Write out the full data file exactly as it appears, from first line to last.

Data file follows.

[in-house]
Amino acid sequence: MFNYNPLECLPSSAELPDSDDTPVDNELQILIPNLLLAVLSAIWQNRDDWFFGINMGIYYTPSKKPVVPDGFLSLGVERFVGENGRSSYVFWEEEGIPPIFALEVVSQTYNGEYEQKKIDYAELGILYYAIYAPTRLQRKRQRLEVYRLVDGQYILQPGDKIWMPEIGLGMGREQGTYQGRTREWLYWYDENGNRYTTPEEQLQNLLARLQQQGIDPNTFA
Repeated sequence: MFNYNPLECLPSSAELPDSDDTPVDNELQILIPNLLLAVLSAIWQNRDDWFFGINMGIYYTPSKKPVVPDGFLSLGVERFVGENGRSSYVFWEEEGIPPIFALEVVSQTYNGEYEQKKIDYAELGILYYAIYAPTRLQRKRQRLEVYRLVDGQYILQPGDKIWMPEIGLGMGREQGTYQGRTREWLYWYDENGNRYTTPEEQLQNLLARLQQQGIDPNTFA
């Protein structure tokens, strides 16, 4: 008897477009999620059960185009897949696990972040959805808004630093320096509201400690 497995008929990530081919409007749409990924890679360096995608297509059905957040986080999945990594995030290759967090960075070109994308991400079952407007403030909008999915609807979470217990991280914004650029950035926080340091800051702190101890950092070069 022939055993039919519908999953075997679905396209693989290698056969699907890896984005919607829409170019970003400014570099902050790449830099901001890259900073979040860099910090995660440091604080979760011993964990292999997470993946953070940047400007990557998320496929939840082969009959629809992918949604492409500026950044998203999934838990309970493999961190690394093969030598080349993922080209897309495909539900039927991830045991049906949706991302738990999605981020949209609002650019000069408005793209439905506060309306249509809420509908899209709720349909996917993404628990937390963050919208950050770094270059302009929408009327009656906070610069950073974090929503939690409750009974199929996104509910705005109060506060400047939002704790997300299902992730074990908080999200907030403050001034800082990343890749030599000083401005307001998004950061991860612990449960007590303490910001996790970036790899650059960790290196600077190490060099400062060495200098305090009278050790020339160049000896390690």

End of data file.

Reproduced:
[in-house]
Amino acid sequence: MFNYNPLECLPSSAELPDSDDTPVDNELQILIPNLLLAVLSAIWQNRDDWFFGINMGIYYTPSKKPVVPDGFLSLGVERFVGENGRSSYVFWEEEGIPPIFALEVVSQTYNGEYEQKKIDYAELGILYYAIYAPTRLQRKRQRLEVYRLVDGQYILQPGDKIWMPEIGLGMGREQGTYQGRTREWLYWYDENGNRYTTPEEQLQNLLARLQQQGIDPNTFA
Repeated sequence: MFNYNPLECLPSSAELPDSDDTPVDNELQILIPNLLLAVLSAIWQNRDDWFFGINMGIYYTPSKKPVVPDGFLSLGVERFVGENGRSSYVFWEEEGIPPIFALEVVSQTYNGEYEQKKIDYAELGILYYAIYAPTRLQRKRQRLEVYRLVDGQYILQPGDKIWMPEIGLGMGREQGTYQGRTREWLYWYDENGNRYTTPEEQLQNLLARLQQQGIDPNTFA
């Protein structure tokens, strides 16, 4: 008897477009999620059960185009897949696990972040959805808004630093320096509201400690 497995008929990530081919409007749409990924890679360096995608297509059905957040986080999945990594995030290759967090960075070109994308991400079952407007403030909008999915609807979470217990991280914004650029950035926080340091800051702190101890950092070069 022939055993039919519908999953075997679905396209693989290698056969699907890896984005919607829409170019970003400014570099902050790449830099901001890259900073979040860099910090995660440091604080979760011993964990292999997470993946953070940047400007990557998320496929939840082969009959629809992918949604492409500026950044998203999934838990309970493999961190690394093969030598080349993922080209897309495909539900039927991830045991049906949706991302738990999605981020949209609002650019000069408005793209439905506060309306249509809420509908899209709720349909996917993404628990937390963050919208950050770094270059302009929408009327009656906070610069950073974090929503939690409750009974199929996104509910705005109060506060400047939002704790997300299902992730074990908080999200907030403050001034800082990343890749030599000083401005307001998004950061991860612990449960007590303490910001996790970036790899650059960790290196600077190490060099400062060495200098305090009278050790020339160049000896390690």